5.9 Million Doses Of Moderna's COVID Vaccine Roll Out This Week

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5.9 Million Doses Of Moderna's COVID Vaccine Roll Out This Week
The second emergency-approved COVID-19 vaccine makes its way into the arms of Americans.
SHOW TRANSCRIPT

Across the country, Moderna's COVID vaccines are rolling out, making their way to hospitals and care facilities, eventually into the arms of Americans.

"It was a blessing, but I can't describe it because I didn't feel anything. I really didn't. I didn't know the guy injected me," one vaccine recipient said.

UPS driver Todd Elble said his vaccine shipment was the most important load he'd hauled in his career. His parents contracted COVID-19 in November, and his 78-year-old father died.

"When I was asked to do this, I couldn't think of a better honor to do for my father than to do this today," he said.

Many hospitals, nursing homes and rural health centers across the country missed out last week because they didn't have the special ultracold freezers to store the Pfizer vaccine. These Moderna doses can be kept in standard medical freezers. Plus states can order Moderna's shipments in batches as small as 100 doses at a time. With Pfizer's, the minimum order is 975. There's also more of Moderna to go around — 5.9 million doses, compared to the 2.9 million of Pfizer sent out week one.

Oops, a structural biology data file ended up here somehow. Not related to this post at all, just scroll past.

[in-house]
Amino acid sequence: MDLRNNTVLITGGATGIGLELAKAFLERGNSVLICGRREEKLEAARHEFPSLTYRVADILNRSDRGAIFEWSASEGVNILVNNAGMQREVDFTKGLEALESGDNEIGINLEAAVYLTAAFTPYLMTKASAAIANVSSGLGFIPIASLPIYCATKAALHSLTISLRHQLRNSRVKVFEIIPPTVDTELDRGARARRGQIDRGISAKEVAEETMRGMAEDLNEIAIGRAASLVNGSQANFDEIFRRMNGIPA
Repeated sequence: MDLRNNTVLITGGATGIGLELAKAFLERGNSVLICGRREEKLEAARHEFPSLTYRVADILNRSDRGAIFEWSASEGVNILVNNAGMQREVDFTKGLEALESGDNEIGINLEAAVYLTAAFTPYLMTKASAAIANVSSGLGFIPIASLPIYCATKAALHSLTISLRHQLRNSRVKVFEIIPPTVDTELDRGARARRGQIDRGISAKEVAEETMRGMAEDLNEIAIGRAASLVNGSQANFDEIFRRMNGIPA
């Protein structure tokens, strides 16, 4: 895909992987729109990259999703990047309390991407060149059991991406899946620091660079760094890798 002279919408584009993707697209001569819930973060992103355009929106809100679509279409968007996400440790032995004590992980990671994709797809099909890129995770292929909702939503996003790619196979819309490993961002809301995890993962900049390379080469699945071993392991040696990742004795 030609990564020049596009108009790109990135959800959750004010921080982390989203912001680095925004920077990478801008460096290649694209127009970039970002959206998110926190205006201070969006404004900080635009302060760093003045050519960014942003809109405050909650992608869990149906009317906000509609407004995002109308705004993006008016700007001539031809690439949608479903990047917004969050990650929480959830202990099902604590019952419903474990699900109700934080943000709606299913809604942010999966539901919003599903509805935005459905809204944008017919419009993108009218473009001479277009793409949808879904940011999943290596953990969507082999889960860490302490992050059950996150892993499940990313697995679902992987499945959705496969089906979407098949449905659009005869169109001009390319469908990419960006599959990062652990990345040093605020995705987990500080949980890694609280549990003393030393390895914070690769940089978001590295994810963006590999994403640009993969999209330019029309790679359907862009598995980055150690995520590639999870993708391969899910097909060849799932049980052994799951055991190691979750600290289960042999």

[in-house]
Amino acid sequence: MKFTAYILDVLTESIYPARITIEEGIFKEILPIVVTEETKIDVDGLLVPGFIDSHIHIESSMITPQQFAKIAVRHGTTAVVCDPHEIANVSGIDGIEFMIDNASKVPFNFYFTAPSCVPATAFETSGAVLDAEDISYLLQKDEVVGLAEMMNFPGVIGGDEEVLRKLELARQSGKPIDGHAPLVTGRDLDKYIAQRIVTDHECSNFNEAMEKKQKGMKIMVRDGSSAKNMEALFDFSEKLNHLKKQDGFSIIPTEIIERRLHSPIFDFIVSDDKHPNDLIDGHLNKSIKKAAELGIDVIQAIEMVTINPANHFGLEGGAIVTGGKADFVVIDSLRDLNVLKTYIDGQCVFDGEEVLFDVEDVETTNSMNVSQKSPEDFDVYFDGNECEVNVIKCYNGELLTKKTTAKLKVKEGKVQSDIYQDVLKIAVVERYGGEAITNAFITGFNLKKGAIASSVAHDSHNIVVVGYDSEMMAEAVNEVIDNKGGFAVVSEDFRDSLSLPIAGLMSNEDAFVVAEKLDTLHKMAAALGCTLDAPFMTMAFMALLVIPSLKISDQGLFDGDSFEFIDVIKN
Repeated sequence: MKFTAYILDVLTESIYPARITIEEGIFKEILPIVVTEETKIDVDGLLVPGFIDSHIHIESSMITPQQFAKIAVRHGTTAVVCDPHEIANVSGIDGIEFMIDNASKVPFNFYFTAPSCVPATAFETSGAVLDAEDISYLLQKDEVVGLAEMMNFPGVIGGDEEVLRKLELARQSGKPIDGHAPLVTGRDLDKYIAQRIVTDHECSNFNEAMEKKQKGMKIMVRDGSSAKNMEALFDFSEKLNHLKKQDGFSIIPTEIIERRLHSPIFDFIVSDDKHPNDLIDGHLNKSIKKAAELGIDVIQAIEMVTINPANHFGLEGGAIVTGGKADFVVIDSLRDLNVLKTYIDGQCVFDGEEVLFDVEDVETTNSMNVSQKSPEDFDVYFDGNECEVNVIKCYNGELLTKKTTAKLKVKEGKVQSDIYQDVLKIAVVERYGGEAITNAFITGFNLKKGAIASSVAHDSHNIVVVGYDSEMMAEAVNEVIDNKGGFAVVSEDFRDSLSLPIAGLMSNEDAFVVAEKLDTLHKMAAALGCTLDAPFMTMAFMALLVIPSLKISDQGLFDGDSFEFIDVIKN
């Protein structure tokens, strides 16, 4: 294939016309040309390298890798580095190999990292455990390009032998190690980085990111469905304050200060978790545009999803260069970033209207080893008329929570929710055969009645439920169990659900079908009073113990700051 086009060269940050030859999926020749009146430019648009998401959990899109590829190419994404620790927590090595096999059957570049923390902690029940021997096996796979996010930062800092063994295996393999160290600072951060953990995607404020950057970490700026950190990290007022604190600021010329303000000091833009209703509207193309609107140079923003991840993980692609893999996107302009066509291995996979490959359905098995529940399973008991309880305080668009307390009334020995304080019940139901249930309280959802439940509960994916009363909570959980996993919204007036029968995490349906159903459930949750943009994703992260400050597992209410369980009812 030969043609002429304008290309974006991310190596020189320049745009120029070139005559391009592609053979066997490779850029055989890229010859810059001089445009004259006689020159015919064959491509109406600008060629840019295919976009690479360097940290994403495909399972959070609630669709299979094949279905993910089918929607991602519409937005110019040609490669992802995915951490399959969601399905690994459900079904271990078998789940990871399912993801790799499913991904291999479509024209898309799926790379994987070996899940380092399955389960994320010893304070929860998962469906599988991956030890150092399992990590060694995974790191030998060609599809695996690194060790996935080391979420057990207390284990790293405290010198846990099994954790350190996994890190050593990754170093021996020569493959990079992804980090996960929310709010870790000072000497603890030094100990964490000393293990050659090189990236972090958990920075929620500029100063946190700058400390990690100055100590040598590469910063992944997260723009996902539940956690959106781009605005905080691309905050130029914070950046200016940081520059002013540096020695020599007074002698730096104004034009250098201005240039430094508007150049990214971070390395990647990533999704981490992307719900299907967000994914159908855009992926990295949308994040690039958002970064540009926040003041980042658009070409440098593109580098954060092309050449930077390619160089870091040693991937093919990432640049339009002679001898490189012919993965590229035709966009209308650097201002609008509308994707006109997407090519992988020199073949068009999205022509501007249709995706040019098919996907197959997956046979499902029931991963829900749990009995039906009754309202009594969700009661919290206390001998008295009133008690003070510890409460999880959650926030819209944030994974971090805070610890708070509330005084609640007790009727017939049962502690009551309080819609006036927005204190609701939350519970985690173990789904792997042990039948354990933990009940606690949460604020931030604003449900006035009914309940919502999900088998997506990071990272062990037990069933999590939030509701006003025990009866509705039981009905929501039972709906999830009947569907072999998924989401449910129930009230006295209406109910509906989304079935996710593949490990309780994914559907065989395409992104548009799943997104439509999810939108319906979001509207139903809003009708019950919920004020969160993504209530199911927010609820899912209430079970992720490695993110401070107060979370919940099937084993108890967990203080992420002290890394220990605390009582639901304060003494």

For some hospitals, it means thousands more doses, helping them quickly get through their front line health care workers.

"The Moderna shipment actually allows us to complete our entire vaccination process. That's why we are very eager to get the Moderna and get it as soon prior to Christmas as possible so that we gain an extra two weeks and recover. And then in January, we can start the booster," Karl Leistikow, chief operating officer of Swedish Medical Center, said. 

A new question you might have about the vaccines: Will they work for the new variant of the coronavirus that's spreading in the U.K.? Many scientists believe this new strain is not genetically different enough to slip past the vaccines.

"I don't think there has been a single variant that would be resistant to the vaccine. We can't exclude it, but it's not there now. This particular variant in the U.K., I think, is very unlikely to have escaped the vaccine immunity," Dr. Moncef Slaoui, chief scientific adviser for Operation Warp Speed, said. 

Experts say it will still be months before individuals can schedule a visit to their primary care doctor for a COVID vaccine, but as more doses roll out, the next step in the process becomes clearer. The CDC has OK'd the next group in line — adults 75 and older and frontline essential workers. Younger, healthy Americans are looking at getting their shot by June of 2021. Lindsey Theis, Newsy, Denver.